May 17, 2020

Health care reform insurance rebates, retirement plan requirements top the lists of employers

two time-sensitive issues
fee disclosure requirements
2 min
Healthcare reform insurance rebates, retirement plan needs top the lists of employers
The two time-sensitive issues that top the list of employers mind this month are healthcare reform insurance rebates and Department of Labor retirement...

The two time-sensitive issues that top the list of employers’ mind this month are healthcare reform insurance rebates and Department of Labor retirement plan fee disclosure requirements. The employers must follow the new laws that govern their responsibilities to the employees on complex issues. CliftonLarsonAllen LL has released the whitepaper namely Medical Loss Ratio Rebates on health care reform insurance rebates. The nation’s top 10 certified public accounting and consulting firms, CLA also uses its exclusive health insurance and penalty calculator and other resources to serve more than 2,300 employees with benefit plans and more than 4,800 healthcare clients nationwide.

Health insurer rebates

Some employers have already received rebates from insurers under new Patient Protection and Affordable Care Act requirements. The rebates satisfy a medical loss ratio standard that requires insurance companies in the individual and small group health insurance markets to spend atleast 80% of premium dollars on medical care and quality improvement. Employers who sponsor group health plans and receive MLR rebates should comply with DOL and Employee Retirement Security Act regulations in handling rebates.

DOL fee disclosures

In 2011, the DOL issued a new fee disclosure regulations designed to help the employees make informed decisions about their retirement plan accounts. Under ERISA, plan sponsors are required to receive the fee disclosures from their plan providers by July 1, 2012 and disclose the expenses and fees deducted from plan participants, accounts by August 30, 2012. The plan sponsors also have the responsibility to determine whether the plan fees are reasonable and the investment choices are in the best interest of employee plan participants.

CliftonLarsonAllen is a certified public accounting and consulting companies. It has been structured to provide clients with highly specialized industry insight. The company delivers its audit, accounting, tax, consulting and advisory capabilities from industry-specific perspectives.


Share article

Jul 28, 2021

5 mins with... Johannes Bhakdi, Quantgene

3 min
5 mins with... Johannes Bhakdi, Quantgene
Johannes Bhakdi, CEO of Quantgene, tells us about their approach to identifying new COVID-19 variants

Quantgene is a US biotech company that uses AI and the cloud to do genomic testing. It was founded in 2015 to focus on cancer - integrating advanced genomics and molecular diagnostics systems with the cloud and AI systems.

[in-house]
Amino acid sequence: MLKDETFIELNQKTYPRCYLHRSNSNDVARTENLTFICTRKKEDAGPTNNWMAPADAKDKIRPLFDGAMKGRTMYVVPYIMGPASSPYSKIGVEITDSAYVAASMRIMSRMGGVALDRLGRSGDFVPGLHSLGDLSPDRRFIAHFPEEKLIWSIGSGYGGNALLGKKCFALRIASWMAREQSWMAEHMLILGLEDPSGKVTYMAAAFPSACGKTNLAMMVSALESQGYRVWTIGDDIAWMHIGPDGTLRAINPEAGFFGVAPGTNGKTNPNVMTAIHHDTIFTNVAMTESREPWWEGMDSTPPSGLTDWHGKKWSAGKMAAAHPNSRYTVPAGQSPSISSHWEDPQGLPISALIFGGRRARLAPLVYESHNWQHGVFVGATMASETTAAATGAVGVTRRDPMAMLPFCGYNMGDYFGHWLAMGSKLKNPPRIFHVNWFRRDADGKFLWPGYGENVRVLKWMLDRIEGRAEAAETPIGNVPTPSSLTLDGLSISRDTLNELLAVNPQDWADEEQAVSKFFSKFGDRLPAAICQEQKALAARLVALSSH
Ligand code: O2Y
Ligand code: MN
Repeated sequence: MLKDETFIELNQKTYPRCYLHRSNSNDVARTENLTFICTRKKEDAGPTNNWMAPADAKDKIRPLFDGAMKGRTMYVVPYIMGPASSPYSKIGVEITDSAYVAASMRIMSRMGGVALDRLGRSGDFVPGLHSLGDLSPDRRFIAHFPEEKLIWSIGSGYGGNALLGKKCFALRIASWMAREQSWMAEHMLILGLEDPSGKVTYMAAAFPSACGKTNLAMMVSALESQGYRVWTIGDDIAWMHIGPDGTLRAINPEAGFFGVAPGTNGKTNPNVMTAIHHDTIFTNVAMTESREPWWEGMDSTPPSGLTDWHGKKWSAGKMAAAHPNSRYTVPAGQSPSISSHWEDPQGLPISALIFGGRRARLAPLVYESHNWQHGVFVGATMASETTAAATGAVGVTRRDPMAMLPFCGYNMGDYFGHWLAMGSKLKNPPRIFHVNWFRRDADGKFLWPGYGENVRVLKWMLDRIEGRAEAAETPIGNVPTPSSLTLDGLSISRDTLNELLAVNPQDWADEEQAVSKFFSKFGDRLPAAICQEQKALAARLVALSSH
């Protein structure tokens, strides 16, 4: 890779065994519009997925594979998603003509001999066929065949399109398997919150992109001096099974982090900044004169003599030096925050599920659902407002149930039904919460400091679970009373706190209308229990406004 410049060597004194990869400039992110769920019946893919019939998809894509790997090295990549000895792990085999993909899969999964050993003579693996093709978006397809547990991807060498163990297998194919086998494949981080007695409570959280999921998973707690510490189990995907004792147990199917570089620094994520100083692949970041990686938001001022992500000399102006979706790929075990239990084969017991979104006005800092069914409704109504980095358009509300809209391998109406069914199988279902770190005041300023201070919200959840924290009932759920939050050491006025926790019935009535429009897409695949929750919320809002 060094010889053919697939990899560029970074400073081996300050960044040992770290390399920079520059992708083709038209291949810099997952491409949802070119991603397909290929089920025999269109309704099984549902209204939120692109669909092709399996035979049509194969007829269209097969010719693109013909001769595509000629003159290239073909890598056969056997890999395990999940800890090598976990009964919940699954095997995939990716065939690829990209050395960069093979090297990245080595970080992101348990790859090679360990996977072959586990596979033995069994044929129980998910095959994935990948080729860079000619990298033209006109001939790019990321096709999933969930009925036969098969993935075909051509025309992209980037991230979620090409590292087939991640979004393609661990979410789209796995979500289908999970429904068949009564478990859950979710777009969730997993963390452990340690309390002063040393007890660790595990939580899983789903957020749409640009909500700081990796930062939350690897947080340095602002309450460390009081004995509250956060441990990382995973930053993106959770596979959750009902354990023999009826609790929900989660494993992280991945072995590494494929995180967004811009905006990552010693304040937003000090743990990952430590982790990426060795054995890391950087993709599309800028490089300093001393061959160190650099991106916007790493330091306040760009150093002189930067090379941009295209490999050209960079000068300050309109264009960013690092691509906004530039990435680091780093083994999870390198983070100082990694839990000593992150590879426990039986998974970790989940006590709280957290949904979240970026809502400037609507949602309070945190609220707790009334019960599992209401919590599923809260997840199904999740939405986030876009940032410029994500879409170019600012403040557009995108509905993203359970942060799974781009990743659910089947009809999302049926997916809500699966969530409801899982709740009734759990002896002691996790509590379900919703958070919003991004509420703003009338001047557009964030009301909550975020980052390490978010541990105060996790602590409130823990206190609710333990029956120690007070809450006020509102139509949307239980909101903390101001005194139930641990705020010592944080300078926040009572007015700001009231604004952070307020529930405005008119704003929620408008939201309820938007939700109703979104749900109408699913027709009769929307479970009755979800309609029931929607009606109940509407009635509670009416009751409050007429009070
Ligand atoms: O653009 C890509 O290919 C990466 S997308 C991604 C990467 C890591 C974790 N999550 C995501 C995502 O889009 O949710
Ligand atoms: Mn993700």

CEO Johannes Bhakdi tells us Quantgene is the first COVID-19 testing company to fully integrate variant identification - we find out more. 

Given the new Delta and Lambda variants, is the coronavirus mutating at a faster rate than most viruses?
The reason SARS-COV2 is mutating on a perceived higher rate is not that the individual viruses mutate at a higher rate, but that the base population infected with the virus is vastly higher. The absolute rate of global mutations is a direct function of how many people have the virus at any given point in time. Since this is a global pandemic, and tens of millions have been infected, we see more mutations. 

That makes it more unpredictable, because any single mutation that has an evolutionary advantage - like the Delta variant - can then take over and spread even faster.  

What is the usual process for testing and analysing viral mutations? 

The most effective tool for analysing mutations is Whole Viral Genome sequencing. It allows you to read out the entire genome of the virus. Once the wet-lab sequencing is complete, we use this information to map it against what is called a "reference genome", meaning the classic SARS-COV2 genome. This allows us to then see any differences between the investigated sample and the baseline genome of SARS COV2. 

We then use these differences to map them against a database of known mutations, like the Delta variant. That way we can see if we are dealing with any known variant, and if we have a new variant at our hands, as well as determine what this new variant does to the spike protein and how likely it is to be a problem with antigens and vaccines, based on the changed protein structure. This last step is not easy and not clear-cut, and there is some speculation into the determination of how problematic the mutated proteins are. 

 What does Quantgene do differently?  

At Quantgene, we are focusing on solving problems for our clients - may it be employers, movie productions or governments. That means we ensure that our client gets the COVID protection they need in the fastest possible time frame and at the highest precision possible - mostly at or below market prices. 

We are bringing together technologies like RT-PCR testing and mutation profiling/sequencing, as well as advanced bioinformatics and computational resources to ensure high-quality results are being delivered seamlessly. 

We are also adding important components such as real-time cloud software and medical services to it. Simply put, we turn the COVID problem into a one-click seamless solution that works better than others, so companies and government clients don't have to deal with laboratories, medical or software providers who point fingers at each other and fail to deliver in time and with high precision. COVID is too dangerous and important to risk falling short.     

Share article